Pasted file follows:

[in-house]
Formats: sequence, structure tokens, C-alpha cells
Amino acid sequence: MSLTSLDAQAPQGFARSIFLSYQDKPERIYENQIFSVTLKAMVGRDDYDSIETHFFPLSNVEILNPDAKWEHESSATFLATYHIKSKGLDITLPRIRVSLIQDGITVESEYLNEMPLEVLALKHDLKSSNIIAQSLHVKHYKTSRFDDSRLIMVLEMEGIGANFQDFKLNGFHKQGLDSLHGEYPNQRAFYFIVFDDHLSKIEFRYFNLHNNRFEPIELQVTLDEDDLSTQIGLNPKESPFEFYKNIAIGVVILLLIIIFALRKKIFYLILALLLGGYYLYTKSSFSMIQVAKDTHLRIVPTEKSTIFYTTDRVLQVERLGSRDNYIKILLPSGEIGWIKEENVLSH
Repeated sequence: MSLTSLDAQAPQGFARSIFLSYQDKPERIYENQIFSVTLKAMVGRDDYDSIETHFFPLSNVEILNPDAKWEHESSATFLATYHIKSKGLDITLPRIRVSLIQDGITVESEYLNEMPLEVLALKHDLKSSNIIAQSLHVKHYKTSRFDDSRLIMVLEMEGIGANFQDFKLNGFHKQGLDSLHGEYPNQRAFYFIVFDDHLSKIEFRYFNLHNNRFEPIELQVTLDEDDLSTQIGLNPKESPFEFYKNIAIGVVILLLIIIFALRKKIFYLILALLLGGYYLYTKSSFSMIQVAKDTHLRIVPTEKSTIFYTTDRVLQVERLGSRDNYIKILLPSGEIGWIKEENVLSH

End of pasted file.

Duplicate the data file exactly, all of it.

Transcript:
[in-house]
Formats: sequence, structure tokens, C-alpha cells
Amino acid sequence: MSLTSLDAQAPQGFARSIFLSYQDKPERIYENQIFSVTLKAMVGRDDYDSIETHFFPLSNVEILNPDAKWEHESSATFLATYHIKSKGLDITLPRIRVSLIQDGITVESEYLNEMPLEVLALKHDLKSSNIIAQSLHVKHYKTSRFDDSRLIMVLEMEGIGANFQDFKLNGFHKQGLDSLHGEYPNQRAFYFIVFDDHLSKIEFRYFNLHNNRFEPIELQVTLDEDDLSTQIGLNPKESPFEFYKNIAIGVVILLLIIIFALRKKIFYLILALLLGGYYLYTKSSFSMIQVAKDTHLRIVPTEKSTIFYTTDRVLQVERLGSRDNYIKILLPSGEIGWIKEENVLSH
Repeated sequence: MSLTSLDAQAPQGFARSIFLSYQDKPERIYENQIFSVTLKAMVGRDDYDSIETHFFPLSNVEILNPDAKWEHESSATFLATYHIKSKGLDITLPRIRVSLIQDGITVESEYLNEMPLEVLALKHDLKSSNIIAQSLHVKHYKTSRFDDSRLIMVLEMEGIGANFQDFKLNGFHKQGLDSLHGEYPNQRAFYFIVFDDHLSKIEFRYFNLHNNRFEPIELQVTLDEDDLSTQIGLNPKESPFEFYKNIAIGVVILLLIIIFALRKKIFYLILALLLGGYYLYTKSSFSMIQVAKDTHLRIVPTEKSTIFYTTDRVLQVERLGSRDNYIKILLPSGEIGWIKEENVLSH